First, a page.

More than one letter-writer sounded a warning that the darkest days of World War II were not such a distant memory, and European unity was not to be taken for granted. British-Danish writer Sandi Toksvig wrote of her farfar — Danish for grandfather — building a false wall to make a place to hide fleeing Jews. With the help of compatriots, nearly 99% of Denmark's Jews escaped the Holocaust, spirited across the water to neutral Sweden.
"History matters," Toksvig wrote. Of the "wonderful decision" to create postwar institutions like the EU, she said: "We have had peace. Almost 75 years of it. I love peace and quiet. I love Europe."
Another of the letter-writers, the prize-winning Dutch-born author Michel Faber, voiced the injured sensibilities of some of the estimated 3.5 million non-British EU nationals who have made the country their home, some for decades, and whose ability to continue living here is now imperiled.
"A love letter to Europe?" asked Faber, embraced by his adopted Scotland for works that include haunting descriptions of the Highlands. "I already wrote it, 26 years ago, to Britain, and I thought the answer was yes" — that Britain would remain part of the European Union.
Rowling's letter didn't mention the words "Harry Potter" — why would she need to, after all? Instead, she wrote of being entranced by Porto's "spectacular bridges, its vertiginous riverbanks" and its melancholy fado folk music.
And she dwelled at length on a simpler, earlier continental European encounter: a childhood pen-pal friendship that blossomed into visits with a German family, providing young Joanne from the Welsh borderlands with a thrilling window into another way of life.
Invoking a quotation by Voltaire, "L'amitie est la patrie" — "Where there is friendship, there is our homeland" — Rowling addressed her old school friend by name.
"Hanna, I really don't want to lose my homeland," she wrote.
Braided together with the letters' sense of nostalgia and longing, though, was a pronounced element of self-examination — and self-rebuke, not too dissimilar to some Americans' introspection following the 2016 election of President Trump.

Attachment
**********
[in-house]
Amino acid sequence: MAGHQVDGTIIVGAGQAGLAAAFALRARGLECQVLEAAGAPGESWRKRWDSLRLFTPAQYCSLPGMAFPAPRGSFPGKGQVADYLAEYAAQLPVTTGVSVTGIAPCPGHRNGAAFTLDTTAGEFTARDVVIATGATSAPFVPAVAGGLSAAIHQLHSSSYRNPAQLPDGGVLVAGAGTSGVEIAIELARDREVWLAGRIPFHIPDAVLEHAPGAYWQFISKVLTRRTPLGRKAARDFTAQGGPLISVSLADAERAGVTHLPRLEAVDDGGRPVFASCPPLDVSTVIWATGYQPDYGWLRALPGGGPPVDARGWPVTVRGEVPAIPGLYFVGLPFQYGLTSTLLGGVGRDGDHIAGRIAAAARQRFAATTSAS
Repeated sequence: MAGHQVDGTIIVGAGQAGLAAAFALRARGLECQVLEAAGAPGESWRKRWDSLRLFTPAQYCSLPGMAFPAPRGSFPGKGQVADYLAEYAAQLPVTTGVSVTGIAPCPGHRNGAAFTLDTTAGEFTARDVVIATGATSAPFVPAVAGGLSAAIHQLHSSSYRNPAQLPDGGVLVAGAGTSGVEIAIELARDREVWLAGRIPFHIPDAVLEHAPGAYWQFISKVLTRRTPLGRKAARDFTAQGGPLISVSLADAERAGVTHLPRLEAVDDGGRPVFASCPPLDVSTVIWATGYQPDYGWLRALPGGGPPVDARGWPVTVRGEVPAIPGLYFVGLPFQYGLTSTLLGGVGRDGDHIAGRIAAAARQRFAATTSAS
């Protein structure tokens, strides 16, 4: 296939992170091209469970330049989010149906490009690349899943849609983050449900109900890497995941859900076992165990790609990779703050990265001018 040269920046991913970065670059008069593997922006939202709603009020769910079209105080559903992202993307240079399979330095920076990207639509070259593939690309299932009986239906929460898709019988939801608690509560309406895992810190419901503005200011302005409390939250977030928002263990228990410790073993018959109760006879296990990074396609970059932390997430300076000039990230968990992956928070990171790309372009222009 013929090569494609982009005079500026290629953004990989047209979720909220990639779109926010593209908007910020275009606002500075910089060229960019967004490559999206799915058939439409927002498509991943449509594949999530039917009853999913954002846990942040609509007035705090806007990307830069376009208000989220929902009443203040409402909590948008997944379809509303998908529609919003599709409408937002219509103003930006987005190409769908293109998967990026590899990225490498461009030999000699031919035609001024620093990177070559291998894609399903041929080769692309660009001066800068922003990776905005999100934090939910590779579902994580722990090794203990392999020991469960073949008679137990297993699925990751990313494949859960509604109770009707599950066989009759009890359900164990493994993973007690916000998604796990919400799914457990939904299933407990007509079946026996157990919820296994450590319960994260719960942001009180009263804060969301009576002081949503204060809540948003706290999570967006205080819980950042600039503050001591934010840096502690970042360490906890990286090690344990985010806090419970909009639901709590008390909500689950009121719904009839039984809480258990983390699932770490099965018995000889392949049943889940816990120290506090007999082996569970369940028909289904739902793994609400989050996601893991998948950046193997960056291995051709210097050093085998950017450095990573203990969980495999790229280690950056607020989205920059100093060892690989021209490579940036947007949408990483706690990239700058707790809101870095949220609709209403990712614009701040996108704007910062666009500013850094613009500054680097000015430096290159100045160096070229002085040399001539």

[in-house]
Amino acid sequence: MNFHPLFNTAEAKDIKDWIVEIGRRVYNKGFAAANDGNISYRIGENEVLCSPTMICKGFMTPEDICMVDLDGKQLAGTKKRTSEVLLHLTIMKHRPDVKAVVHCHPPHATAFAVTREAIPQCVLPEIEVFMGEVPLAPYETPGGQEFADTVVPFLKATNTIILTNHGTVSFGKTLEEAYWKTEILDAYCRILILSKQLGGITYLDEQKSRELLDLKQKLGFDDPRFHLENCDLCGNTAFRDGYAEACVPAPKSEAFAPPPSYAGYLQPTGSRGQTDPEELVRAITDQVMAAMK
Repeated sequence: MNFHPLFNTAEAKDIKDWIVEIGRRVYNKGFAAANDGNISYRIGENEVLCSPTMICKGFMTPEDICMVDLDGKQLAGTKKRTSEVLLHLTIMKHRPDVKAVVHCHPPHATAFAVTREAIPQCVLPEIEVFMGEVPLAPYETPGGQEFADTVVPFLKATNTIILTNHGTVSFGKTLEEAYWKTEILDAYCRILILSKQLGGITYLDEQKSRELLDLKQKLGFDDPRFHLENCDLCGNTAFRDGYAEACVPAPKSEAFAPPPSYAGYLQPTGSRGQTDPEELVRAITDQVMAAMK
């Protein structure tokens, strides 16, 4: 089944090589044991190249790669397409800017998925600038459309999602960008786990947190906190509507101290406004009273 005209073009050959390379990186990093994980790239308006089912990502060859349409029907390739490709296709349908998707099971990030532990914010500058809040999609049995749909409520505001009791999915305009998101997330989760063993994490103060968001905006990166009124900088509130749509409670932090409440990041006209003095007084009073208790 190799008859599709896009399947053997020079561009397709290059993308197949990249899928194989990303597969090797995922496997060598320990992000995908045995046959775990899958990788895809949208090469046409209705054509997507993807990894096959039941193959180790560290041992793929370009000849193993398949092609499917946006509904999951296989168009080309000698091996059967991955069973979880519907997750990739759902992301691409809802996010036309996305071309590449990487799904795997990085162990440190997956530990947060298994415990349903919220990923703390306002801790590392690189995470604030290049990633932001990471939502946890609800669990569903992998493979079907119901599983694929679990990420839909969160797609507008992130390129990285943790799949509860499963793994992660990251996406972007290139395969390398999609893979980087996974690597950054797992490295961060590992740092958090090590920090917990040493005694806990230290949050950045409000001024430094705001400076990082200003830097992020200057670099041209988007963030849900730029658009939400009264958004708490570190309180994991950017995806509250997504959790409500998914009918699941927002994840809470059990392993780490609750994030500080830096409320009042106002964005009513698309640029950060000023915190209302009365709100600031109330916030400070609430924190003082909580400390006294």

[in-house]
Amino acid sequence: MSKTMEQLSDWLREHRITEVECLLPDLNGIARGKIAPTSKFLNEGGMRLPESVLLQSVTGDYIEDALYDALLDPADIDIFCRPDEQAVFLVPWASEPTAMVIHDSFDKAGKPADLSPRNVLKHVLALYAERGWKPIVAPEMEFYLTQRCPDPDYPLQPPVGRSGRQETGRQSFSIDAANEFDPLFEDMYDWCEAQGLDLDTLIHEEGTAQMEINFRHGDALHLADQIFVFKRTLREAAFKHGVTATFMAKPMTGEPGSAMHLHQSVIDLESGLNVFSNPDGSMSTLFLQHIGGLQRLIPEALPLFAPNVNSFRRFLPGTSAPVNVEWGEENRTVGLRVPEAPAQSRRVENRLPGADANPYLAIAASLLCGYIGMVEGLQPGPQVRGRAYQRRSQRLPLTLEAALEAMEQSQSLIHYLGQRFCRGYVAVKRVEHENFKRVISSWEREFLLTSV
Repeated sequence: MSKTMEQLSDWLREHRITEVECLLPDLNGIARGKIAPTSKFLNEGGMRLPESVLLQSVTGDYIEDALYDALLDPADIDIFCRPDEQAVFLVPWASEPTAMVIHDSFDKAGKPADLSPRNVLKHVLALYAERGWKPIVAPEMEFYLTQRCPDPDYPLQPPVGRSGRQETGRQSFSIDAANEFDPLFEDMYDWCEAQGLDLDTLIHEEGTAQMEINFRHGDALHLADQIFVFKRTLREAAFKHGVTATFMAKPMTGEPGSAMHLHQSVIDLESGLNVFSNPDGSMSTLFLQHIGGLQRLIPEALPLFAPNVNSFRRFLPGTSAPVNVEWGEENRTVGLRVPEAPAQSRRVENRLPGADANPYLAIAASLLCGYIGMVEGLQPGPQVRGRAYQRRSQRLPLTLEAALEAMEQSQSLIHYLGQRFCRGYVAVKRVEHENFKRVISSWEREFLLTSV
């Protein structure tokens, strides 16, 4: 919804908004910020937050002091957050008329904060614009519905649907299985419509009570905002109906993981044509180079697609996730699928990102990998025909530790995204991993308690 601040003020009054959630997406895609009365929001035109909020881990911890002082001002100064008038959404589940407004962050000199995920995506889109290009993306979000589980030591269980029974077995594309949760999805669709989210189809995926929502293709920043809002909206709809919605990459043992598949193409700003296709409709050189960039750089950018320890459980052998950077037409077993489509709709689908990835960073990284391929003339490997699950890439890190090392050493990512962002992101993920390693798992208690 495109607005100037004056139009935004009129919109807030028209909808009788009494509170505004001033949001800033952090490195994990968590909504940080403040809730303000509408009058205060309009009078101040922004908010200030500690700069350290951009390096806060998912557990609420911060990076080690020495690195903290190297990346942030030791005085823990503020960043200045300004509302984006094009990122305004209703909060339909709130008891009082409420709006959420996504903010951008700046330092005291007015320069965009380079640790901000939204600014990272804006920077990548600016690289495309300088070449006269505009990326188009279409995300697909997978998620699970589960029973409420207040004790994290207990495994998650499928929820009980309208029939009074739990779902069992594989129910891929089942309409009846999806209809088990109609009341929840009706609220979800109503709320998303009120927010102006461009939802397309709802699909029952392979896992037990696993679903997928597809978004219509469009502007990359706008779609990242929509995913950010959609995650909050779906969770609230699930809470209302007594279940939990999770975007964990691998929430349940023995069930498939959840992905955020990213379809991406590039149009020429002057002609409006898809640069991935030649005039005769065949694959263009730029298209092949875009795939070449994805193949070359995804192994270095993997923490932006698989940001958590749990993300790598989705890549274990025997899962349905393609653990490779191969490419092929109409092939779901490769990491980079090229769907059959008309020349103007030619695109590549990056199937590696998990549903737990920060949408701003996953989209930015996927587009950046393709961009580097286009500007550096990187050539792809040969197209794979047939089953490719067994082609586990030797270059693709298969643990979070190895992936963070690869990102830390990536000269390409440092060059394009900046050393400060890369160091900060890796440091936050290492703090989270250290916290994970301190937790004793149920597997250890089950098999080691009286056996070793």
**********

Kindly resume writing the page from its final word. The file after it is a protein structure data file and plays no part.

"It's all very well for intellectuals to enjoy the new linguistic Babel of their common rooms, or of the students at elite universities to take advantage of the new horizons that come with cultural European collaboration," wrote Beard, the Cambridge classicist. "But none of that means very much to the unemployed of, say, Boston, Lincolnshire" — the northern English town that cast the heaviest vote in favor of Brexit in 2016.
"Those of us who have been the beneficiaries of New Europe must face the uncomfortable fact that we are partly to blame for the vote going, in our terms, so badly wrong," Beard continued. "Because we didn't stop, or we didn't stop long enough, to think of those who are on the other side of the cultural divide."
Britons will have to wait for the next Brexit chapter, and it's possible, even at this late juncture, that political machinations of coming months will set the country on a different path. But a sense of impending loss comes through clearly in all the letters, including the rueful benediction delivered in Gaiman's epistolary farewell.
"You'll be fine without me, my love," he wrote. "How I'll be, without you, I'm not so sure."